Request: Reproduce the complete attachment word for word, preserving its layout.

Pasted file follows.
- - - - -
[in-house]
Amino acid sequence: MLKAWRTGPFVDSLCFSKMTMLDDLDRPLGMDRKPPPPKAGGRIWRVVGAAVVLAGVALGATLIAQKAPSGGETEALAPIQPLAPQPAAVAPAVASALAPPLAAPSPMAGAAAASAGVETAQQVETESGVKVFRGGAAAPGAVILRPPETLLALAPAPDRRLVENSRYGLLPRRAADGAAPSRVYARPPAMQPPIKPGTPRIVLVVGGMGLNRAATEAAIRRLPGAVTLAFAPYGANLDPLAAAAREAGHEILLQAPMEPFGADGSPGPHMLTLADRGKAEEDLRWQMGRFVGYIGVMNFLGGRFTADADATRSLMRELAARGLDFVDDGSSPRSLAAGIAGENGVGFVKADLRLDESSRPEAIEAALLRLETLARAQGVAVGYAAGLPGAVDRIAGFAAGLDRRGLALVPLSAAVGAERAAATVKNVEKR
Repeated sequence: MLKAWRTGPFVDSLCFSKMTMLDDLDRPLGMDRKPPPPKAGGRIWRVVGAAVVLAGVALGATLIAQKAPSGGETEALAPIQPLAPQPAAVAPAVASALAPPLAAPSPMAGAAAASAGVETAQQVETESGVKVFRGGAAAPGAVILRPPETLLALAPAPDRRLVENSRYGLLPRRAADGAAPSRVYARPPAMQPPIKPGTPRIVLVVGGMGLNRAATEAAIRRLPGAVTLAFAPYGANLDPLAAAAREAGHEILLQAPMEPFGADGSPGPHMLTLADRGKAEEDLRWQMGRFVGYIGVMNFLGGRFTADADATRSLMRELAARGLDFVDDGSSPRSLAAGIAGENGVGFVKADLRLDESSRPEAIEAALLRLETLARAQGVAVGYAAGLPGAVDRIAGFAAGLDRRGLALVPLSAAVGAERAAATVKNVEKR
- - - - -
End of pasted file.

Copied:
[in-house]
Amino acid sequence: MLKAWRTGPFVDSLCFSKMTMLDDLDRPLGMDRKPPPPKAGGRIWRVVGAAVVLAGVALGATLIAQKAPSGGETEALAPIQPLAPQPAAVAPAVASALAPPLAAPSPMAGAAAASAGVETAQQVETESGVKVFRGGAAAPGAVILRPPETLLALAPAPDRRLVENSRYGLLPRRAADGAAPSRVYARPPAMQPPIKPGTPRIVLVVGGMGLNRAATEAAIRRLPGAVTLAFAPYGANLDPLAAAAREAGHEILLQAPMEPFGADGSPGPHMLTLADRGKAEEDLRWQMGRFVGYIGVMNFLGGRFTADADATRSLMRELAARGLDFVDDGSSPRSLAAGIAGENGVGFVKADLRLDESSRPEAIEAALLRLETLARAQGVAVGYAAGLPGAVDRIAGFAAGLDRRGLALVPLSAAVGAERAAATVKNVEKR
Repeated sequence: MLKAWRTGPFVDSLCFSKMTMLDDLDRPLGMDRKPPPPKAGGRIWRVVGAAVVLAGVALGATLIAQKAPSGGETEALAPIQPLAPQPAAVAPAVASALAPPLAAPSPMAGAAAASAGVETAQQVETESGVKVFRGGAAAPGAVILRPPETLLALAPAPDRRLVENSRYGLLPRRAADGAAPSRVYARPPAMQPPIKPGTPRIVLVVGGMGLNRAATEAAIRRLPGAVTLAFAPYGANLDPLAAAAREAGHEILLQAPMEPFGADGSPGPHMLTLADRGKAEEDLRWQMGRFVGYIGVMNFLGGRFTADADATRSLMRELAARGLDFVDDGSSPRSLAAGIAGENGVGFVKADLRLDESSRPEAIEAALLRLETLARAQGVAVGYAAGLPGAVDRIAGFAAGLDRRGLALVPLSAAVGAERAAATVKNVEKR